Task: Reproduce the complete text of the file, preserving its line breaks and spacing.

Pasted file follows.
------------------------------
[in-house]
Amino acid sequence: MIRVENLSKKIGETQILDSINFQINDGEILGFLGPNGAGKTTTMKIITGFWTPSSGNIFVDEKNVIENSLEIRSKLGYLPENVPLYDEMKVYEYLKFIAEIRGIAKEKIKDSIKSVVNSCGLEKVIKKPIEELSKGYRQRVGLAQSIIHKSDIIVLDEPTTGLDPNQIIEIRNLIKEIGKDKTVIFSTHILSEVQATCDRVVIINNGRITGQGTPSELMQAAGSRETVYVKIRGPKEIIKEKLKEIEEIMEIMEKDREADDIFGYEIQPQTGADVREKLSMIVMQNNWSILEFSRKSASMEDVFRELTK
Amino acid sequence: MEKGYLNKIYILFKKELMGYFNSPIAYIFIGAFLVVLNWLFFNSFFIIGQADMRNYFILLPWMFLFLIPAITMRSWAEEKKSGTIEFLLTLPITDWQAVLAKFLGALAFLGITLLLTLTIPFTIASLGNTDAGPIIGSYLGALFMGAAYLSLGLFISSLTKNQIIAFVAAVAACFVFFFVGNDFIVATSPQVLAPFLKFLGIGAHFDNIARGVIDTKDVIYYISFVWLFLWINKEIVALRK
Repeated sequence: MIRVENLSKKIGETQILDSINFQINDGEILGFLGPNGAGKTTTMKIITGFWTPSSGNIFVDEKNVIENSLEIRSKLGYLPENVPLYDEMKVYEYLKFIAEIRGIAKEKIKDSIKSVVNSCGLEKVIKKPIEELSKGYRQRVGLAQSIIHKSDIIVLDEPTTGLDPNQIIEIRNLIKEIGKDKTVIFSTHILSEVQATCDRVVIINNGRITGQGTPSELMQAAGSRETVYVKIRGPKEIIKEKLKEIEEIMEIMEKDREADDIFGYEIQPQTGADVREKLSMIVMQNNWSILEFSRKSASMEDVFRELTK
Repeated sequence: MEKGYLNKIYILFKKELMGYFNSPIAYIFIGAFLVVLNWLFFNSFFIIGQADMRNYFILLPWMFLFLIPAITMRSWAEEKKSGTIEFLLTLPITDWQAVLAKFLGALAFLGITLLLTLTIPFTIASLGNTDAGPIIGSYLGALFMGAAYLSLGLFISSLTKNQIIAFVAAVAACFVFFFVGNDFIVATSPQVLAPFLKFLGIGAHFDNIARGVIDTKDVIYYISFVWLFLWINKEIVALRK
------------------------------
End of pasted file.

[in-house]
Amino acid sequence: MIRVENLSKKIGETQILDSINFQINDGEILGFLGPNGAGKTTTMKIITGFWTPSSGNIFVDEKNVIENSLEIRSKLGYLPENVPLYDEMKVYEYLKFIAEIRGIAKEKIKDSIKSVVNSCGLEKVIKKPIEELSKGYRQRVGLAQSIIHKSDIIVLDEPTTGLDPNQIIEIRNLIKEIGKDKTVIFSTHILSEVQATCDRVVIINNGRITGQGTPSELMQAAGSRETVYVKIRGPKEIIKEKLKEIEEIMEIMEKDREADDIFGYEIQPQTGADVREKLSMIVMQNNWSILEFSRKSASMEDVFRELTK
Amino acid sequence: MEKGYLNKIYILFKKELMGYFNSPIAYIFIGAFLVVLNWLFFNSFFIIGQADMRNYFILLPWMFLFLIPAITMRSWAEEKKSGTIEFLLTLPITDWQAVLAKFLGALAFLGITLLLTLTIPFTIASLGNTDAGPIIGSYLGALFMGAAYLSLGLFISSLTKNQIIAFVAAVAACFVFFFVGNDFIVATSPQVLAPFLKFLGIGAHFDNIARGVIDTKDVIYYISFVWLFLWINKEIVALRK
Repeated sequence: MIRVENLSKKIGETQILDSINFQINDGEILGFLGPNGAGKTTTMKIITGFWTPSSGNIFVDEKNVIENSLEIRSKLGYLPENVPLYDEMKVYEYLKFIAEIRGIAKEKIKDSIKSVVNSCGLEKVIKKPIEELSKGYRQRVGLAQSIIHKSDIIVLDEPTTGLDPNQIIEIRNLIKEIGKDKTVIFSTHILSEVQATCDRVVIINNGRITGQGTPSELMQAAGSRETVYVKIRGPKEIIKEKLKEIEEIMEIMEKDREADDIFGYEIQPQTGADVREKLSMIVMQNNWSILEFSRKSASMEDVFRELTK
Repeated sequence: MEKGYLNKIYILFKKELMGYFNSPIAYIFIGAFLVVLNWLFFNSFFIIGQADMRNYFILLPWMFLFLIPAITMRSWAEEKKSGTIEFLLTLPITDWQAVLAKFLGALAFLGITLLLTLTIPFTIASLGNTDAGPIIGSYLGALFMGAAYLSLGLFISSLTKNQIIAFVAAVAACFVFFFVGNDFIVATSPQVLAPFLKFLGIGAHFDNIARGVIDTKDVIYYISFVWLFLWINKEIVALRK